Telling the truth has famously been said to be the easiest story to remember. But that doesn’t take away from how difficult it is. In some ways, lawyers understand that more than anyone, having to balance advocacy for clients and the legal and ethical commitments they’re sworn to uphold.
Look no further than Adina Storch for a leader who hangs her hat on successfully juggling that tension. With twenty-five years of domestic and international legal experience, including nearly a decade heading the legal departments of public companies, Storch has spent her accomplished career practicing with integrity. The leader, who currently serves as senior vice president, general counsel, and corporate secretary of Global Industrial Company, and sits on the board of directors of Medical Facilities Corporation, a Canadian public company with U.S. operations, as well as a non-profit board, is a staunch believer that integrity is essential.
“Some lawyers become mercenaries for their clients,” says Storch, who serves as the chief steward of Global Industrial’s enterprise risk. “We’re obligated to zealously advocate within the bounds of the law for our clients, and our ethical rules define a very clear mandate in that.” To Storch, however, advocating effectively for one’s client means always keeping the focus on how the client defines a win. “Fixing your orientation on the end game will prevent you from getting dragged into partisan gamesmanship, which is seldom productive and often alienates judges and juries,” says Storch.
She adds: “You have to seek an overall win, be reasonable, and manage a client’s expectations realistically. I get my hands around the law, I handicap the odds to the best of my ability, and I simply share how I really see a situation without blowing smoke or overpromising.”
That kind of mentality has earned Storch not only a strong reputation, but also industry recognition at the 2023 Women, Influence & Power in Law Awards, where she was lauded for her work as an “Innovative Leader.” Her transparent leadership style also plays a role in her ability to shape culture at Global Industrial. Since stepping into her role in 2021, she has focused on creating a safe space for her team members to fail without shame, because failure is a great teacher.
She sets the tone for that environment by owning up to her own mistakes during weekly meetings, when each team member is asked to share a blooper and what they learned from it, in addition to their wins. This “freedom to fail” mentality, Storch believes, helps unlock courage to find creative solutions and be an effective advocate.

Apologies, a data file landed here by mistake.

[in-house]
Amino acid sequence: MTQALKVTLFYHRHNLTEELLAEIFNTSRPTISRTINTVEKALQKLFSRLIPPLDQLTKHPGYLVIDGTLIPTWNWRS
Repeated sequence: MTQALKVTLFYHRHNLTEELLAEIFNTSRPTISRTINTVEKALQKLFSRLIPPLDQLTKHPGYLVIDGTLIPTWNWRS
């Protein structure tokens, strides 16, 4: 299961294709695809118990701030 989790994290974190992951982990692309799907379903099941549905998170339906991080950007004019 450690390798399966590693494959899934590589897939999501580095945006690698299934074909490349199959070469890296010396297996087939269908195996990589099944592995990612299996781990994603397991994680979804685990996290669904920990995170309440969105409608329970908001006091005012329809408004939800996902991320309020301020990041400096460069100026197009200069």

“Inside organizations, there can be a lot of image management, covering mistakes, and casting blame elsewhere, and I’m not impressed by that. You screwed up, own it. There’s strength in that,” Storch emphasizes. This sort of honesty teaches humility and accountability, and it creates credibility with management. The next time an employee who is unafraid to admit failure presents an achievement to the management team, they’re going to credit it just as much.
Storch made a mark at the company not only with her revolutionary management style, but also with her implementation of environmental, social, and governance (ESG) efforts to the company last year, starting with an inaugural ESG report and a host of stewardship initiatives. She and her legal team built on that work this year by partnering with the Helen Keller National Center to donate ADA-compliant furniture and other wheelchair accessible and Braille-engraved enhancements to their facilities. Storch and her cross-departmental team worked side-by-side with institute members to assemble the furniture on October 25, a Corporate Day of Service the company will now be looking to replicate each year.
Her team’s work is having a domino effect, Storch says.
“It spawned a circle of giving. We have operations around the globe, as well as in other U.S. locations, and many are now pursuing locally similar initiatives to what we did,” she says. “It just showed that as a company, we can do well by doing good; they’re not inconsistent aims.”
Storch offers a host of advice to young professionals looking to thrive in their career as she has.
“Choose carefully who you follow. The world is full of false prophets, so you need to choose your mentors wisely. Get behind the good; listen intently, and be honest about the limits of what you know,” she recommends. “And finally, do it for the love of the game. Law is so wide in terms of the specialties it offers that if your work is depleting you, you may not be practicing in the right one.”